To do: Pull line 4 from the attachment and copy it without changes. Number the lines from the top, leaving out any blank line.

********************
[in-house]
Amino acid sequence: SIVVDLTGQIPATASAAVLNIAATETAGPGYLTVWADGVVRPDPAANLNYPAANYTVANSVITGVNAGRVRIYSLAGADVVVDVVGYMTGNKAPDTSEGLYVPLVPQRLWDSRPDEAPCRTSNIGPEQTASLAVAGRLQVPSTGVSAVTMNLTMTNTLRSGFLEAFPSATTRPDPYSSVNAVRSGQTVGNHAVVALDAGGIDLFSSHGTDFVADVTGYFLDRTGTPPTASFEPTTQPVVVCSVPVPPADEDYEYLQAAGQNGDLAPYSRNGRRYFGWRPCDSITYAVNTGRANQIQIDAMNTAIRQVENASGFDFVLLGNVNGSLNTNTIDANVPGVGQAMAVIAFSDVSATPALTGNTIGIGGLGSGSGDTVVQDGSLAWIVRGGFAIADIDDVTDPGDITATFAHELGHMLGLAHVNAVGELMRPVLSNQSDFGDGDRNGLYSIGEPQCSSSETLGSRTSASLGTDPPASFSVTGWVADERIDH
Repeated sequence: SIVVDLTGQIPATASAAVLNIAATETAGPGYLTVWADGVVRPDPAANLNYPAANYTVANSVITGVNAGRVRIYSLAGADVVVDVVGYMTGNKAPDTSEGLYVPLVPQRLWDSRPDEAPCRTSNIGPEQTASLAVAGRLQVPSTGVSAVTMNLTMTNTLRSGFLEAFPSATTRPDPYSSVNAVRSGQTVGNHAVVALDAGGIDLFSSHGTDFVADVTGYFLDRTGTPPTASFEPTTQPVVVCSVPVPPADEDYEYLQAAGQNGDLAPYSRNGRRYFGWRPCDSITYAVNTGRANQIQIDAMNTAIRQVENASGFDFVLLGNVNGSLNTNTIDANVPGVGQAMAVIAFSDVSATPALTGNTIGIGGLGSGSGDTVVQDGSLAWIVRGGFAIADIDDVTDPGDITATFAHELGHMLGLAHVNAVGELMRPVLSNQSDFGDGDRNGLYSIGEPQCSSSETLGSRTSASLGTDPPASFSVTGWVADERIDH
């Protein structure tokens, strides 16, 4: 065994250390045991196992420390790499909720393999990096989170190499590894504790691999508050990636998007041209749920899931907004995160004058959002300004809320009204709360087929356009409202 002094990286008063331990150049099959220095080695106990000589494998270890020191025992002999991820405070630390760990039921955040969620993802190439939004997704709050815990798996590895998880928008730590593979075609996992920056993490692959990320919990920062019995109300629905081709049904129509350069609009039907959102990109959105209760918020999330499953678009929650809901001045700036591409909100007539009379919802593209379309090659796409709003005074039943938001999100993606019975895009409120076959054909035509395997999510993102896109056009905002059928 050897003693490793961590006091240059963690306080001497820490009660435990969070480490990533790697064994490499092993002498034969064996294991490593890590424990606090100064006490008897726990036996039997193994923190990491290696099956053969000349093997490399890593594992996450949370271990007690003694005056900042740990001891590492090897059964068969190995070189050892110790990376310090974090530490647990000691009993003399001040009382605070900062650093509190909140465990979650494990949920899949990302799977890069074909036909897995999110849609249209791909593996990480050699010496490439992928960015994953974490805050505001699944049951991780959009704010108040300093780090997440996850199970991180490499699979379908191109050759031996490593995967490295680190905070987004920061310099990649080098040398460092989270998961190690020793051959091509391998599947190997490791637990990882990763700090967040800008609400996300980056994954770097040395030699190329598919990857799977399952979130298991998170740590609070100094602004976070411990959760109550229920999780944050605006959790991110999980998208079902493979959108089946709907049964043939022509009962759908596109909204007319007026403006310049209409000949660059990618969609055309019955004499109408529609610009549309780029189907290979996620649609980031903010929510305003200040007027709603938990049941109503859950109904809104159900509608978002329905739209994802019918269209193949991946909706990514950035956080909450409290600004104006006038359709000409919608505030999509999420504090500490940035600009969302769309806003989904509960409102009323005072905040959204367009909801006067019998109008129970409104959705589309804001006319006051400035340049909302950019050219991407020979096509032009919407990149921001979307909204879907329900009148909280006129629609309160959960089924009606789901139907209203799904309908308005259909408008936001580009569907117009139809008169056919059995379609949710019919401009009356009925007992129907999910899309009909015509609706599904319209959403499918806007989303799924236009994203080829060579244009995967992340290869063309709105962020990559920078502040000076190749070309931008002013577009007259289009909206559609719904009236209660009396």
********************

């Protein structure tokens, strides 16, 4: 065994250390045991196992420390790499909720393999990096989170190499590894504790691999508050990636998007041209749920899931907004995160004058959002300004809320009204709360087929356009409202 002094990286008063331990150049099959220095080695106990000589494998270890020191025992002999991820405070630390760990039921955040969620993802190439939004997704709050815990798996590895998880928008730590593979075609996992920056993490692959990320919990920062019995109300629905081709049904129509350069609009039907959102990109959105209760918020999330499953678009929650809901001045700036591409909100007539009379919802593209379309090659796409709003005074039943938001999100993606019975895009409120076959054909035509395997999510993102896109056009905002059928 050897003693490793961590006091240059963690306080001497820490009660435990969070480490990533790697064994490499092993002498034969064996294991490593890590424990606090100064006490008897726990036996039997193994923190990491290696099956053969000349093997490399890593594992996450949370271990007690003694005056900042740990001891590492090897059964068969190995070189050892110790990376310090974090530490647990000691009993003399001040009382605070900062650093509190909140465990979650494990949920899949990302799977890069074909036909897995999110849609249209791909593996990480050699010496490439992928960015994953974490805050505001699944049951991780959009704010108040300093780090997440996850199970991180490499699979379908191109050759031996490593995967490295680190905070987004920061310099990649080098040398460092989270998961190690020793051959091509391998599947190997490791637990990882990763700090967040800008609400996300980056994954770097040395030699190329598919990857799977399952979130298991998170740590609070100094602004976070411990959760109550229920999780944050605006959790991110999980998208079902493979959108089946709907049964043939022509009962759908596109909204007319007026403006310049209409000949660059990618969609055309019955004499109408529609610009549309780029189907290979996620649609980031903010929510305003200040007027709603938990049941109503859950109904809104159900509608978002329905739209994802019918269209193949991946909706990514950035956080909450409290600004104006006038359709000409919608505030999509999420504090500490940035600009969302769309806003989904509960409102009323005072905040959204367009909801006067019998109008129970409104959705589309804001006319006051400035340049909302950019050219991407020979096509032009919407990149921001979307909204879907329900009148909280006129629609309160959960089924009606789901139907209203799904309908308005259909408008936001580009569907117009139809008169056919059995379609949710019919401009009356009925007992129907999910899309009909015509609706599904319209959403499918806007989303799924236009994203080829060579244009995967992340290869063309709105962020990559920078502040000076190749070309931008002013577009007259289009909206559609719904009236209660009396």